Robert Chase , the executive director of the Northern Virginia Transportation Alliance , supported the administration's cost-conscious approach, but he said the state should release its full analysis on the projected costs, rather than just the conclusions of that analysis.
The public and potential vendors do not know, for example, whether the cost of maintenance is included in the projected costs for both scenarios, or what happens if the state finances the road and toll revenues fall short.
The anticipated breakdown of anticipated federal, state and regional funding sources also wasn't provided, even though that could affect the state's debt limit or the amount of money available for other projects in the region, Chase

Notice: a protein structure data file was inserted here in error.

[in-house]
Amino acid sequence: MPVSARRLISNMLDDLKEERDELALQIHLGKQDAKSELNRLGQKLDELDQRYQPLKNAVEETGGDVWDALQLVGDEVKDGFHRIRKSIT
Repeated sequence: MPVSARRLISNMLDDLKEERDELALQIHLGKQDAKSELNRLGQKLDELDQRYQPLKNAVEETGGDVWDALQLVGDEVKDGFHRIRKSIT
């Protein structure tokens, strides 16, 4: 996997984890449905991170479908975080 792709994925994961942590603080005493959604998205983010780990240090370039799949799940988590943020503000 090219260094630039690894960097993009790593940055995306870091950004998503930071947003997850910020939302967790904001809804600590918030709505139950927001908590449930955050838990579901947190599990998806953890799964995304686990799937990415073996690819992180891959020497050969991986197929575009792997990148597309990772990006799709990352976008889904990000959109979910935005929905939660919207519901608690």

said that the state needs to be more transparent.
administration wants vendors to disclose more about their deals, but the vendors should also know how the state is planning on structuring its own finance deal, so they can offer a suitable alternative.
agreed, though, that the state should provide more funding than it has in other area toll projects, if it does a public-private partnership, because that could keep tolls lower.
"If you're spending billions of dollars to add new capacity but the pricing structure discourages people from using it," he
said, "you're not getting your money's worth out of the project."